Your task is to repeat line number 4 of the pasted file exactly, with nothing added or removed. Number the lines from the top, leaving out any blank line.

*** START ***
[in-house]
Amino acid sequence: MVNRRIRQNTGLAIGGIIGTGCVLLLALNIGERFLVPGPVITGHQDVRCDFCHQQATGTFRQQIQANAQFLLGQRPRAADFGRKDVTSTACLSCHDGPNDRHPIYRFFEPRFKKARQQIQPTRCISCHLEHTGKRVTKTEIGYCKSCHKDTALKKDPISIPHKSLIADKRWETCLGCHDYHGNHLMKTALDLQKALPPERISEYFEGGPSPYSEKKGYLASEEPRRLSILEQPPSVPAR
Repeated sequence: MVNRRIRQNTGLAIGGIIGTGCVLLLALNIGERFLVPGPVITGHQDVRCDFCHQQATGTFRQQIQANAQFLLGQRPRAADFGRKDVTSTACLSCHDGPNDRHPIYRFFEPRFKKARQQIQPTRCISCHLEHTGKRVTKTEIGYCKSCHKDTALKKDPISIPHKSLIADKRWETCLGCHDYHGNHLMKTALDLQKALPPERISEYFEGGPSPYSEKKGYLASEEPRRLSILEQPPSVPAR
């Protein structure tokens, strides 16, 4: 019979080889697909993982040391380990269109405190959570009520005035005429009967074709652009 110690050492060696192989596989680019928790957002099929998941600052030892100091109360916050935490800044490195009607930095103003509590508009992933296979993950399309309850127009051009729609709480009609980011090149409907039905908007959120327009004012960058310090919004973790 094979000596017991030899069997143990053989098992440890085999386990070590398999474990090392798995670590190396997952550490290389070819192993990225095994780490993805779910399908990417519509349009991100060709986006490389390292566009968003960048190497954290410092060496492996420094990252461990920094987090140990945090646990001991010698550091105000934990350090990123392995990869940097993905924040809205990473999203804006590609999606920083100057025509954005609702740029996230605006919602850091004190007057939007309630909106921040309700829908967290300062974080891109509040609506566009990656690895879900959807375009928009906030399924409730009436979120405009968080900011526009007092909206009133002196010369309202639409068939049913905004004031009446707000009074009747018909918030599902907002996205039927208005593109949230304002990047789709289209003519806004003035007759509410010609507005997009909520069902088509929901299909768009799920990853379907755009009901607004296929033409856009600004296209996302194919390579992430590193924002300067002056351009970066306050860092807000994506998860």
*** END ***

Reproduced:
């Protein structure tokens, strides 16, 4: 019979080889697909993982040391380990269109405190959570009520005035005429009967074709652009 110690050492060696192989596989680019928790957002099929998941600052030892100091109360916050935490800044490195009607930095103003509590508009992933296979993950399309309850127009051009729609709480009609980011090149409907039905908007959120327009004012960058310090919004973790 094979000596017991030899069997143990053989098992440890085999386990070590398999474990090392798995670590190396997952550490290389070819192993990225095994780490993805779910399908990417519509349009991100060709986006490389390292566009968003960048190497954290410092060496492996420094990252461990920094987090140990945090646990001991010698550091105000934990350090990123392995990869940097993905924040809205990473999203804006590609999606920083100057025509954005609702740029996230605006919602850091004190007057939007309630909106921040309700829908967290300062974080891109509040609506566009990656690895879900959807375009928009906030399924409730009436979120405009968080900011526009007092909206009133002196010369309202639409068939049913905004004031009446707000009074009747018909918030599902907002996205039927208005593109949230304002990047789709289209003519806004003035007759509410010609507005997009909520069902088509929901299909768009799920990853379907755009009901607004296929033409856009600004296209996302194919390579992430590193924002300067002056351009970066306050860092807000994506998860």